(Photo credit: Owestry Town Museum)
An amazing cache of WWII love letters has been found, between a soldier named Gilbert Bradley, and his sweetheart, Gordon Bowsher.
There are over 300 letters between the two. The person who happened upon the first few thought they were simply charming WWII letters from a GI stationed in England to his sweetheart back home, whom the soldier referred to simply as “G” — it wasn’t until he’d collected several of them that he realized that “G” was a man.
When I wrote the first draft of my story, Right Here Waiting, I’ll admit that I didn’t do much research into WWII LBGTQ history. I just was trying to write a simple love story for a friend, a gay man who’d always dreamt of having a Old Hollywood romance about people “like him”, he said. That’s what I set out to do – to write a happy ending about gay men.
I knew I wanted it to include letters, and as WWII is “in my wheelhouse” as they say, I knew that GI’s letters would be subject to strict military censors. Loving, romantic, explicit letters between Peter and Benjamin would surely have been noted, and terrible consequences would have likely come down. But letters from Peter to “B–” would fly under the radar, so to speak. And so, that’s how I wrote the story.
It wasn’t until after I’d worked the story into a novel, and began working with my publisher that news of the the beautiful “Letter To A GI” came my way. It gave me hope that perhaps I wasn’t too far off the mark. And then I found the seminal work “Coming Out Under Fire: The History Of Gay Men and Women in World War II” by Alan Bérubé. As the book’s back cover blurb states:
“In Coming Out Under Fire, Allan Berube examines in depth and detail these social and political confrontation–not as a story of how the military victimized homosexuals, but as a story of how a dynamic power relationship developed between gay citizens and their government, transforming them both.”
Though there were many many awful things that happened to many LGBTQ people in the military, there many LGBTQ people who had wonderful, life-changing experiences in the military; it’s pointed out in Coming Out that, for many gays, it was the first time they were co-mingling with so many different people from across the nation & thus their first time being around other gay people.
As an aside, and in respectful response to several readers who reached out to let me know they were concerned about the “erasure” of some of the very real LGBTQ struggles in WWII, I would like to just make two points:
1) Right Here Waiting was always intended to be somewhat sappy, soft-focus, glossy Old Hollywood romance. It was never intended to be a realistic retelling of experience.
And, the most important point, 2) not all of gay history is hate-filled, recriminations, bashings and guilt.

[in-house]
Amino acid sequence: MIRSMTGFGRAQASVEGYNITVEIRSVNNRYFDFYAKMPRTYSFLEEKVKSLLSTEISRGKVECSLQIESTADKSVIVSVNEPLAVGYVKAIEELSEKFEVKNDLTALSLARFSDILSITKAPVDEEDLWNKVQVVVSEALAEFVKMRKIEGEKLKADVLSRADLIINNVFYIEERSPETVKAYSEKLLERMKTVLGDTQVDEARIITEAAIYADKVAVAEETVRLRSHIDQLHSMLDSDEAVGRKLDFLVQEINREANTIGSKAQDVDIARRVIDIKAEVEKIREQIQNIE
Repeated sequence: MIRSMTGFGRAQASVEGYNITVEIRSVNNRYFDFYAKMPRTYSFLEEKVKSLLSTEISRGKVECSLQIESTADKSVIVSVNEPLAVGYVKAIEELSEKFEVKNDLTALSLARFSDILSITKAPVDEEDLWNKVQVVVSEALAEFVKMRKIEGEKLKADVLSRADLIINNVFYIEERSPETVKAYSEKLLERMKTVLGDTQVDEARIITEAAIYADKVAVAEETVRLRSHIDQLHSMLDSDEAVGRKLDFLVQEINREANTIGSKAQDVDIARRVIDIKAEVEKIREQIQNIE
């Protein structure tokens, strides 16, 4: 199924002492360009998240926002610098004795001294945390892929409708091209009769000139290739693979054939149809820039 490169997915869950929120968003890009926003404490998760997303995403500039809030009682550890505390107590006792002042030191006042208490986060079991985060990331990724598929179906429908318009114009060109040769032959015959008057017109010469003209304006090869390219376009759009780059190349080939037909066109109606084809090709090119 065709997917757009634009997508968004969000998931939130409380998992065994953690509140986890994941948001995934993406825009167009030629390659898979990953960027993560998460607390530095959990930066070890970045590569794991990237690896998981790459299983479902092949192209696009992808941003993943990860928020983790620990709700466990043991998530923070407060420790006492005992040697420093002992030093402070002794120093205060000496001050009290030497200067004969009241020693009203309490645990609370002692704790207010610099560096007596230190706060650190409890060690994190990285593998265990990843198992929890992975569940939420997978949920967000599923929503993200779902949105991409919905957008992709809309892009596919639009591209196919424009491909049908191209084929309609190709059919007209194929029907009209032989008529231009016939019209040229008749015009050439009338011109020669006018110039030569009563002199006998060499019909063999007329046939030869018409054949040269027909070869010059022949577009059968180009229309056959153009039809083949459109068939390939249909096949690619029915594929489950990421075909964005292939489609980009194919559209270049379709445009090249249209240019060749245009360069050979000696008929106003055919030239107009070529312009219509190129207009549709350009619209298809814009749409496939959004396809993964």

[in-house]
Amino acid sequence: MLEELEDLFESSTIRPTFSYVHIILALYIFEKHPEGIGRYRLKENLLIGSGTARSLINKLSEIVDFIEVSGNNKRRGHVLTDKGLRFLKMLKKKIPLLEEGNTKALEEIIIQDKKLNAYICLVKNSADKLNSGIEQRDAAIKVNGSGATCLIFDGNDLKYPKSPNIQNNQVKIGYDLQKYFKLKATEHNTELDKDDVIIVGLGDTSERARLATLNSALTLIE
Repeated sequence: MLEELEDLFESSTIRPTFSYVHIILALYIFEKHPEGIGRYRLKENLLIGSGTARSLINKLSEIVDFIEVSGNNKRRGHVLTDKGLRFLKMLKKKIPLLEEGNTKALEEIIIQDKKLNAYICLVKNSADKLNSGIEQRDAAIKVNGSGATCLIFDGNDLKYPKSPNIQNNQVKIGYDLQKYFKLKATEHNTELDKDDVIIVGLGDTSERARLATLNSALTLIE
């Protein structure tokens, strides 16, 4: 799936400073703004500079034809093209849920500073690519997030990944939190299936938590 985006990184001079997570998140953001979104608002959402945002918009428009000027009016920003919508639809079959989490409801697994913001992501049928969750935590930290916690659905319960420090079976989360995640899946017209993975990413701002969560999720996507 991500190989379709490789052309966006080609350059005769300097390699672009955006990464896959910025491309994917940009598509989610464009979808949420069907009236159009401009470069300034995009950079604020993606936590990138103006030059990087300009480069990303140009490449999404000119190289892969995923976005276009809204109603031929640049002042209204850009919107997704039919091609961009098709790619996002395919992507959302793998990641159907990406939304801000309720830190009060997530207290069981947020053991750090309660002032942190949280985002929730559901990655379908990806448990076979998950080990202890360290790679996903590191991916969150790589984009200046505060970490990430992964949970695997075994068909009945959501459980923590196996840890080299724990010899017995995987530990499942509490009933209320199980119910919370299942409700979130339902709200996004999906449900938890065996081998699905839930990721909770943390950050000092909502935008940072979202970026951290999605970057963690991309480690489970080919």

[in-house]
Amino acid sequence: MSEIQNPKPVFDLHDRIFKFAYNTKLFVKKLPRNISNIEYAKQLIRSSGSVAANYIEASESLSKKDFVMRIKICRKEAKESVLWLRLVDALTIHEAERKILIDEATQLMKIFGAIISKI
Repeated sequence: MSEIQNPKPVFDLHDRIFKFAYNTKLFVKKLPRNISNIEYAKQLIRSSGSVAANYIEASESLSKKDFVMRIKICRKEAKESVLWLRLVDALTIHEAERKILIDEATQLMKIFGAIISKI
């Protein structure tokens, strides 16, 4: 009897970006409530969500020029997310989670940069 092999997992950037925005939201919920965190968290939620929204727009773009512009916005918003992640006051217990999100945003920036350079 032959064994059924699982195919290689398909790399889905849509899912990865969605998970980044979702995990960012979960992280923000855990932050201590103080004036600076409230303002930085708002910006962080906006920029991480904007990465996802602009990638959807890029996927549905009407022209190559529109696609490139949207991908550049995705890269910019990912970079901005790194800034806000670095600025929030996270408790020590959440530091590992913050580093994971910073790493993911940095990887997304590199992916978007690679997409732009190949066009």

There are many happy endings out there in gay history. There must be !There have been gay people since there have been people. Gay history stretches back to the dawn of history. Alexander the Great loved Hephaestion; Plato wrote of the the Sacred Band of Thebes, 150 pairs of men, each with their beloved “Or who would desert his beloved or fail him in the hour of danger?” In Ancient Egypt, Khnum-hotep and Niankhkhum were two men,not buried with their wives and families, but together, in the same tomb with paintings embracing and holding hands, though some scholars argue that perhaps it just means that they were conjoined twins…
The list goes on, my friends.
As my friend, Laura Stone, writes in her blog
We in our modern way of thinking often fall victim to the idea that we’re more advanced than our predecessors, that only now are LGBTQ citizens being welcomed with open arms, that we modern folks are who are finally realizing how gender and sexuality don’t always line up in a rigid black and white definition, that all of this is new, particularly in post-19th century North America. That’s not accurate. (And anyone who thinks queer lives were never accepted until now never looked in a history book, quite frankly. We’re here, we’re queer, we’ve been here and queer for many a year, m’dear.)
Everyone should just go read that entire post, because it’s full of wonderful insights. She wrote it about her book, Bitter Springs, about two gay men in 19th century Texas – a most excellent read.
My point is this: I’m going to keep writing positive, affirming, happy, loving stories about my LBGTQ community, because we have happy endings, too. We, as my friend Lex did, dream of love stories we can recognize. Our struggles are real, and sometimes dire, but we, too, deserve to read warm-fuzzy, sappy, goofy, loving romances we can see ourselves in.
It is just a moment of happiness for me to read these beautiful letters, and to feel that I’ve perhaps captured some of the same emotions in my book.
From Gilbert & Gordon’s letters:
February 12 1940, Park Grange
My own darling boy,
There is nothing more than I desire in life but to have you with me constantly…
Wednesday January 24th 1939
… I lie awake all night waiting for the postman in the early morning, and then when he does not bring anything from you I just exist, a mass of nerves…
All my love forever,
From Right Here Waiting’s Benjamin & Peter’s letters:
I’ll see you soon, my love. I cannot wait to hold you and kiss your face and hear you tell me everything you’ve been up to while I’ve been gone. I love you.
All my love, always.
My darling P-,
I can’t think of anything else to write except how I miss you and think of you all the time and I’m really trying to not be miserable and yesterday I actually laughed for the first time since you’ve been gone. I miss you and I love you.
All my love, darling, every last bit of it.